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Dispatch From Haiti: A Fét Champét With Klass


Fet ChampetTake a look at the two schedules pictured above—both showing dates in the month of August—and you will see some similarities. The one on the left shows Port Salut on Aug. 5, just a day after the same listing on the right. We can see Marigot also appears on both, separated by only a few days. Then again, there is Marchand Dessalines, Cap Haitïen, Cayes and Petit Goave—all within days of each other. This is no coincidence.

The list on the right shows feast days for the patron saints of different Haitian cities; on the left are summer tour dates for the band Klass, and for the month of August the two align for a series of countryside festivals—the Fét Champét.

IMG_2235-1024x768Arriving in the southern port city of Marigot, I found out that Klass was coming to town the way most people do: from a hand-painted sign propped up near the main road. The show was capping off four days of live music surrounding the festival for Saint Dominique—a man who died exactly 795 years prior, over 5,000 miles away in Northern Italy. But for music fans out here in the provinces, the more important fact is that this is their one chance in the year to see top bands like Klass, whose new album can be heard crackling from every bar and minibus in the country (On one bus ride, the driver played the entire record while tooting out the rhythms on his horn).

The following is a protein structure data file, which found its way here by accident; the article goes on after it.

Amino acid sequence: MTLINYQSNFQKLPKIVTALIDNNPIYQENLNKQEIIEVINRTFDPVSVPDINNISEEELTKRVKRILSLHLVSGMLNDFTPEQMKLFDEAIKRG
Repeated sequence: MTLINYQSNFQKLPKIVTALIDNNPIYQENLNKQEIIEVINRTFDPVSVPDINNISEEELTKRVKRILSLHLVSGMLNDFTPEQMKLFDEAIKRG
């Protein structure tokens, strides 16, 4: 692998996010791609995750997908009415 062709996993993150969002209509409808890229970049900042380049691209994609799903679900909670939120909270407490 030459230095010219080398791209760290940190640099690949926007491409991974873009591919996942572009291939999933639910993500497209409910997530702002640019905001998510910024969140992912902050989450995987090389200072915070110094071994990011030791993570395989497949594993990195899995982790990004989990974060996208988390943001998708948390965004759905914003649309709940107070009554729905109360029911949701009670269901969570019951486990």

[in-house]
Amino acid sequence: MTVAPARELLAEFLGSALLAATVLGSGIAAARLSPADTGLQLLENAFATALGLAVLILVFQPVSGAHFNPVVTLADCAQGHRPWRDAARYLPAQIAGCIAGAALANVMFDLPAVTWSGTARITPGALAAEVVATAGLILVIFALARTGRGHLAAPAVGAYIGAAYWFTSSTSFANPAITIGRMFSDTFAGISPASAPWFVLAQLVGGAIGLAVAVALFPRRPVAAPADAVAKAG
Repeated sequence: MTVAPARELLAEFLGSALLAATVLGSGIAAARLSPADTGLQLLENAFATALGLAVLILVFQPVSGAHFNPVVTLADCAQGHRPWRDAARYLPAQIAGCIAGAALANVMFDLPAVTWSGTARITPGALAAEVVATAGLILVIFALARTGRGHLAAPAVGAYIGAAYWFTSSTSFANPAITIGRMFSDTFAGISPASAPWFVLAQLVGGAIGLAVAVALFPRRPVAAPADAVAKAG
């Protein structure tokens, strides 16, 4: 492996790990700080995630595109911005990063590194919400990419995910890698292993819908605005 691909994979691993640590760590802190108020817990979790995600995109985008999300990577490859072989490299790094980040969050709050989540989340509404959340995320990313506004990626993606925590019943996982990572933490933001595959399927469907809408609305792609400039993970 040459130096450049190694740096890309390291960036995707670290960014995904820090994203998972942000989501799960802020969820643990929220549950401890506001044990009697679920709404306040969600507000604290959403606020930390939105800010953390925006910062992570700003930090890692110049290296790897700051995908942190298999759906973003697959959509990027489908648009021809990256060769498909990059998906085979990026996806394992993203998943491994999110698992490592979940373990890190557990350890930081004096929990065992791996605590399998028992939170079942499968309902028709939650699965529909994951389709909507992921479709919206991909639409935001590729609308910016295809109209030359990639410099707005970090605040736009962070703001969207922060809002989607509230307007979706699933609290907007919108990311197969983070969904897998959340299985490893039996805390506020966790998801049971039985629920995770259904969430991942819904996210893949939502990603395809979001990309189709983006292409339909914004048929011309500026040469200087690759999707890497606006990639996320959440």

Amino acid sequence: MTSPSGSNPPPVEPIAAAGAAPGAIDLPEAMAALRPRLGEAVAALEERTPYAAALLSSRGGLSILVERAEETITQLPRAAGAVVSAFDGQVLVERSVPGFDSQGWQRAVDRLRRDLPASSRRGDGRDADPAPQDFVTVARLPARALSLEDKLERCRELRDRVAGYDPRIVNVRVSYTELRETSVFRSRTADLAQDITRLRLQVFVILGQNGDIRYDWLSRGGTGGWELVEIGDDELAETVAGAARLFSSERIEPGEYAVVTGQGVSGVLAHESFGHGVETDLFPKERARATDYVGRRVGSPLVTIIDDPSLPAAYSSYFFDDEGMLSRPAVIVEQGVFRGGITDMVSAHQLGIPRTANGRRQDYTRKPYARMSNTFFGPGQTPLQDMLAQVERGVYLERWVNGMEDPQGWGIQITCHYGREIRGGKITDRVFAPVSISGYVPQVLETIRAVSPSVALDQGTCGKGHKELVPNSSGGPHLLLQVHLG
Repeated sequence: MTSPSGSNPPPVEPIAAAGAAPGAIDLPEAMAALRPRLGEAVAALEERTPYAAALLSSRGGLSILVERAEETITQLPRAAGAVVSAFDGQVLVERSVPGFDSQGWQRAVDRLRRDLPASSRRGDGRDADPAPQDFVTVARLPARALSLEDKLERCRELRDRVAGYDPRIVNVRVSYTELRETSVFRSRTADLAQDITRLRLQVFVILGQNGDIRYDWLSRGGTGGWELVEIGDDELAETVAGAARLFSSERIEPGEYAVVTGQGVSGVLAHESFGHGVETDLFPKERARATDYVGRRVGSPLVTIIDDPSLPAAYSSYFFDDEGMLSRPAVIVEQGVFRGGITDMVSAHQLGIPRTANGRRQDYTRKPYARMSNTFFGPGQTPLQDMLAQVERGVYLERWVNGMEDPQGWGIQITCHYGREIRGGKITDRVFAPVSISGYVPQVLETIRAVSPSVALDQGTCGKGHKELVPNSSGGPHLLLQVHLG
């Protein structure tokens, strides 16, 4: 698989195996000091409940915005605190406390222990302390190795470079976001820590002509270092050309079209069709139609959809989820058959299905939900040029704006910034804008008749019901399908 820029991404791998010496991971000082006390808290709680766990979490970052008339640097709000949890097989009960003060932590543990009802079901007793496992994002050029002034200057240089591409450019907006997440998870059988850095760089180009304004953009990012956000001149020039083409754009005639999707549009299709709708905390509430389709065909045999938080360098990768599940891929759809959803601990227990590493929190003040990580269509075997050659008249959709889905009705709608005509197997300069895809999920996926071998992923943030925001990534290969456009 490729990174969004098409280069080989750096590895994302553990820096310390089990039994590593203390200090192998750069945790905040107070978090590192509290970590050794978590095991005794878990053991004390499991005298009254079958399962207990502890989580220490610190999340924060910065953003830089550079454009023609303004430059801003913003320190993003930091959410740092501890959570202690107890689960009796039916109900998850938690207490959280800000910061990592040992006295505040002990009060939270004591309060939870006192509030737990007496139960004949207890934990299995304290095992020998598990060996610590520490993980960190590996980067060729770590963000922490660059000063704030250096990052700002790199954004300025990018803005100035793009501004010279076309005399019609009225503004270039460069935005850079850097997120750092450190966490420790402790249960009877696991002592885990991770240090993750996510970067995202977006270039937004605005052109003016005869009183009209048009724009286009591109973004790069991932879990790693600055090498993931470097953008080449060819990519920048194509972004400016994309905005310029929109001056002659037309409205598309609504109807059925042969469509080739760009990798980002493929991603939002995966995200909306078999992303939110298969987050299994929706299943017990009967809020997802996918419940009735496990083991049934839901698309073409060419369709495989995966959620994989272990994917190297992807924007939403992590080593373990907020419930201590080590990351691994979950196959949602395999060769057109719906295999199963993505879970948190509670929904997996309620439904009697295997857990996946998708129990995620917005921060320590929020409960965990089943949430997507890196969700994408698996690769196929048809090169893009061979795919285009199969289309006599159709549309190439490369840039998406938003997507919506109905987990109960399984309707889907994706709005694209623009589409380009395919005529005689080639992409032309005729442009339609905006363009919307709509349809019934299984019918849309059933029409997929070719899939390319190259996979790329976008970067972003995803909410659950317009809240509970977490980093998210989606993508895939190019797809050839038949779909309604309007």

Down at the Ma Folie nightclub, the band didn’t go on till 1:30 a.m. At that point, people who had been seated around the edges of the open-air venue enjoying a glass of rum moved towards the dance floor. Vendors with cigars and spicy conch meat moved in as well. A generator the size of a tractor roared in the far corner, but from the first trumpet line announcing the summer hit “Lajan Sere,” all outside sounds disappeared.

Klass is a relatively new band in Haiti’s konpa scene—formed in Miami in 2012—and part of what has made them so successful is their ability to mix pop and Latin influences in their hooks (check out the song posted above). But no matter how the songs kick off, in concert they all settle into a steady mid-tempo konpa that everyone can sway to. The two guitar players seemed to relish that predictable moment when the other layers of the 11-piece ensemble would pull back, and their simple lines could poke through, winding round and round for six or eight minutes while the mass of bodies did the same. I worked my way out of the crowd some time after 3 a.m., but the band showed no signs of slowing down.


Klass on stage (All photos by Ian Coss)

Haiti does not have four seasons of weather, but it does have four seasons of music. The year starts with Carnival: parties, parades, and musical competitions that veil political commentary in wordplay. Then in the spring, new albums are released to build hype for summer tours (the other top record this year came from the band Nu Look). July and August are vakans (vacation) season, a time for Haitians in the diaspora to head home, and city dwellers to head to the country. The konpa bands go with them, playing exclusive parties in Port-au-Prince and country festivals like the one in Marigot. And now as we enter the fall the music scene quiets down, especially out in the provinces. It will be another year till Klass passes this way again.

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  • Elizabeth McAlister

    I love the idea of four seasons of music in Haiti. A wonderful blogpost that makes me nostalgic for the hometown parties in the provinces!